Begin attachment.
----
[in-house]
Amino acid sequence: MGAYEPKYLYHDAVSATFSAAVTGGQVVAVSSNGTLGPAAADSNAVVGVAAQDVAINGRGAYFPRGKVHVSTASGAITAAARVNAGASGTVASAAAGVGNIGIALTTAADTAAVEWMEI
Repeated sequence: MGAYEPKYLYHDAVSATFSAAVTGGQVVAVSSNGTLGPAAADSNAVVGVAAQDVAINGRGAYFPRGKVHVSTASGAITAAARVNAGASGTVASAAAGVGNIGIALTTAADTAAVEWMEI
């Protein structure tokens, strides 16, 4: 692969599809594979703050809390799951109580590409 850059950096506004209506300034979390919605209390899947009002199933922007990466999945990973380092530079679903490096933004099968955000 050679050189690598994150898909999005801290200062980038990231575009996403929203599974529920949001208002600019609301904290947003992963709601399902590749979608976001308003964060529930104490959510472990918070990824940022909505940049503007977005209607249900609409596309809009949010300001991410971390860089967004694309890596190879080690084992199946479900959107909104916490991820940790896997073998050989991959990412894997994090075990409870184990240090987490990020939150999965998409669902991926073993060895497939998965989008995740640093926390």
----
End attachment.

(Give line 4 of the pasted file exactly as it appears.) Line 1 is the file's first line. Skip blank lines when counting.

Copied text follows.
């Protein structure tokens, strides 16, 4: 692969599809594979703050809390799951109580590409 850059950096506004209506300034979390919605209390899947009002199933922007990466999945990973380092530079679903490096933004099968955000 050679050189690598994150898909999005801290200062980038990231575009996403929203599974529920949001208002600019609301904290947003992963709601399902590749979608976001308003964060529930104490959510472990918070990824940022909505940049503007977005209607249900609409596309809009949010300001991410971390860089967004694309890596190879080690084992199946479900959107909104916490991820940790896997073998050989991959990412894997994090075990409870184990240090987490990020939150999965998409669902991926073993060895497939998965989008995740640093926390």